The Navy procured some of these sidecar-equipped model U bikes and employed them with the Shore Patrol, among other things.

Initially the Quartermaster ordered 335 of the UA, with a further 504 ordered in 1940. However, this was the extent of the Army orders, making this a rare bike today.

Because these machines were not meant for front line or combat use, they are often mistaken for civilian Big Twins.

A spare tire was on the rear of the sidecar. The sidecar’s windshield was hinged, and could be tilted forward to allow the passenger to get in and out.

Weight: 850 pounds

Size (LxWxH): 96” x 69” x 42”

Max Speed: 55 mph


Indian 340-B

By the early 1930s, Indian and Harley-Davidson were the only two American producers of motorcycles. Indian had suffered through years of bungling management following the departure of founders George Hendee and Oscar Hedstrom in 1915 and 1913, respectively. However, in 1929, brothers Francis I. and E. Paul DuPont (yes, that DuPont family) bought large amounts of stock in the struggling company and brought in better management.

As world events turned toward war, Indian struggled to regain market share lost during the previous two decades and military interest in motorcycles was renewed. Once war broke out in Europe, the governments of England and France placed orders for motorcycles, and Indian was the beneficiary.

The 74 cubic-inch 340 and 344 Chiefs were big, powerful bikes, considerably larger than the more familiar Harley-Davidson WLA and Indian 640-B. The additional horsepower and more rugged construction were required to allow the installation of a sidecar without overburdening the chassis, particularly in off-road conditions. The Germans did this on the 45 cubic-inch BMW R75 and KS 750 sidecar bikes by powering the wheel on the sidecar as well as the rear wheel of the bike. Indian addressed this problem in the typical American fashion: it installed a bigger engine.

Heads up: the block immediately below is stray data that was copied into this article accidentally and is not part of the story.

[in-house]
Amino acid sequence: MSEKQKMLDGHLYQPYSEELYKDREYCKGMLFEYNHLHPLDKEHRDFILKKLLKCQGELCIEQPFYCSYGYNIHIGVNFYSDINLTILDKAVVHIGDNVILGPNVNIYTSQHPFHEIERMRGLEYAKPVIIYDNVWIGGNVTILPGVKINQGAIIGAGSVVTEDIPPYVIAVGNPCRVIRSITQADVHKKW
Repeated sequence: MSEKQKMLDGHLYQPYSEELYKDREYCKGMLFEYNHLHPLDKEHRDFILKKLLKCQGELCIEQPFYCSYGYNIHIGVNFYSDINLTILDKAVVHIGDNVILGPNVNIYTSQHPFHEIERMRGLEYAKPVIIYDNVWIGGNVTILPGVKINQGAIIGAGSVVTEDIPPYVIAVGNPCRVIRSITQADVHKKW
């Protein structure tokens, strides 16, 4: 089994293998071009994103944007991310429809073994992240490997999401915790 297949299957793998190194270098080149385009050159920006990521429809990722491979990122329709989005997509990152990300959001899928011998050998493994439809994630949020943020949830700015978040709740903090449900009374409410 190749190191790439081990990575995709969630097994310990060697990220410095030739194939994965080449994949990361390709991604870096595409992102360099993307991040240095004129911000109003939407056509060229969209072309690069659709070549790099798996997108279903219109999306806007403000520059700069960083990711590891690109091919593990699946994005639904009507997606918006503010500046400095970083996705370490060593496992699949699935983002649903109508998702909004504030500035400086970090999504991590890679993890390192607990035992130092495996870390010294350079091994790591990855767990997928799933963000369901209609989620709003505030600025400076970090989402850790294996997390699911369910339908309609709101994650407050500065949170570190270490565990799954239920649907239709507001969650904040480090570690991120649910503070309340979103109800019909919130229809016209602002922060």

Prior to the U.S. Army adopting the “Jeep” as the standard light reconnaissance, courier and utility vehicle, large numbers of the Indian Chief, or 340-B, powered by a 74 cubic-inch engine were ordered. In 1944, the government of Australia ordered in quantity a slightly updated model of the Chief, the 344.

Weight: 550 pounds

Wheelbase: 62”

Horsepower: 40

Max Speed: 75 mph


Indian 741-B

The model produced in greatest numbers for the war effort, the 741, was created for the British. In April 1941, Col. J.H. Smith of the British Purchasing Commission expressed the desire of the Empire to purchase motorbikes lighter in weight and more fuel-efficient than the then-current 45 cubic-inch Indians and Harley-Davidsons. It was decided to create a new machine with a 30.50 cubic-inch engine and use as many parts as possible from the model 640 then in production. Series production of the 741 began in December 1941, even before the testing was completed and, though the war clouds burst into storm for the nation, the future looked bright for Indian.